how to model an entity with two possibilities (sql)

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Question :

I have an payment entity that can take a form of bank transaction or cash. So, to achieve normalizing, I put cash payment primary key and transaction primary key in the payment entity. But, I doubt is the best approach, because payment can take just one form, and if the user made a mistake and want to change the payment method, I will have (myself as a developer) to make sure to delete the previous one (which is against normalizing ?!).

So i wonder if there is any better way to do this

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Answer :

It’s hard to say the best approach, with the limited details provided. But, from what’s provided, I think it’s safe to say a transactions is a transaction, and a transaction is a transaction. It does not matter the form of the transaction.

As such, I assume transaction is going to be the “driving” table in your scenario. I.E. transactions will happen, and they’ll either be by cash or bank account, and mapped accordingly. With that said, there can always be additional tables to provide additional detail, based on transaction type.

So, in your transaction table, add a column for transaction_type and remove bank. If a transaction is cash, you just flag it as cash in the transaction_type column, direclty in the transaction table. If cash, you’d likely need no additional details.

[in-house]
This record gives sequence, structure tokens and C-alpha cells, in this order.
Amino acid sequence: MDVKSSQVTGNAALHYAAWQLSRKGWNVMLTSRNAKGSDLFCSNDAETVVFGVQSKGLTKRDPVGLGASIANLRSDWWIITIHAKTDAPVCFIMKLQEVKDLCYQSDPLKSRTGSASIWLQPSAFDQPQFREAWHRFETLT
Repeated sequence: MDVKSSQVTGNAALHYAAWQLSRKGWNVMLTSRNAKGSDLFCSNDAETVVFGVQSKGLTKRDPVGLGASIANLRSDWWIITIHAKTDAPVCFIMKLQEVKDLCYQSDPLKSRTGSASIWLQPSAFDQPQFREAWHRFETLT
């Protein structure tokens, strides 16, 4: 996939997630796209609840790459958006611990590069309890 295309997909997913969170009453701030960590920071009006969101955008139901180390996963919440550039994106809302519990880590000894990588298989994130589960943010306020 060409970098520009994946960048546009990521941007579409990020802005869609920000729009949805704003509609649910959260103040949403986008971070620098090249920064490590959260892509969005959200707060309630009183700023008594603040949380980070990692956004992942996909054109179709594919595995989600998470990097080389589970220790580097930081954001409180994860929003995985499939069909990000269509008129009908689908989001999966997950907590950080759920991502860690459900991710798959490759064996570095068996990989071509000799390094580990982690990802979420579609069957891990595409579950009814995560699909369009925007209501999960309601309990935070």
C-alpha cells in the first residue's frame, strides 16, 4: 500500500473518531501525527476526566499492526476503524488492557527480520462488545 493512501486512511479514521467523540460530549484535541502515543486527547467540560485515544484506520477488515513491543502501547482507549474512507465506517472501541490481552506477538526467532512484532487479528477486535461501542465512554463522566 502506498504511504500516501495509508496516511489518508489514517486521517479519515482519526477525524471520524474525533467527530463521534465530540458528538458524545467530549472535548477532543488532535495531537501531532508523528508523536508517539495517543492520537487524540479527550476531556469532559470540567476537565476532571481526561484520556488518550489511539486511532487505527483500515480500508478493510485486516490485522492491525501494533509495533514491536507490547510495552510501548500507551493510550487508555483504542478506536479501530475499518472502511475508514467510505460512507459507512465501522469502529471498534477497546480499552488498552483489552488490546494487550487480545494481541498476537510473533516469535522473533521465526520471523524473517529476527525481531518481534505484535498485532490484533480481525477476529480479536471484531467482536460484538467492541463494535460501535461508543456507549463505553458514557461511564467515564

If the transaction was by bank_account, flag it as bank_acct. You could then have an intermediary table called transaction_bank_map that contains transaction_id and bank_account_no to link the transaction to the bank account the payment came from. This way, you’re storing details of transactions once, and you’re storing details of bank accounts only once.

This would remove the need for the payment and cash_payment tables.

Or, skip the intermediary table

Additionally, you could skip the intermediary table, and leave the bank column in the transaction table, and only populate the column when tran_type = bank. If most of your transaction will be by bank account (which is likely the case for most businesses the days), this may be more appropriate.

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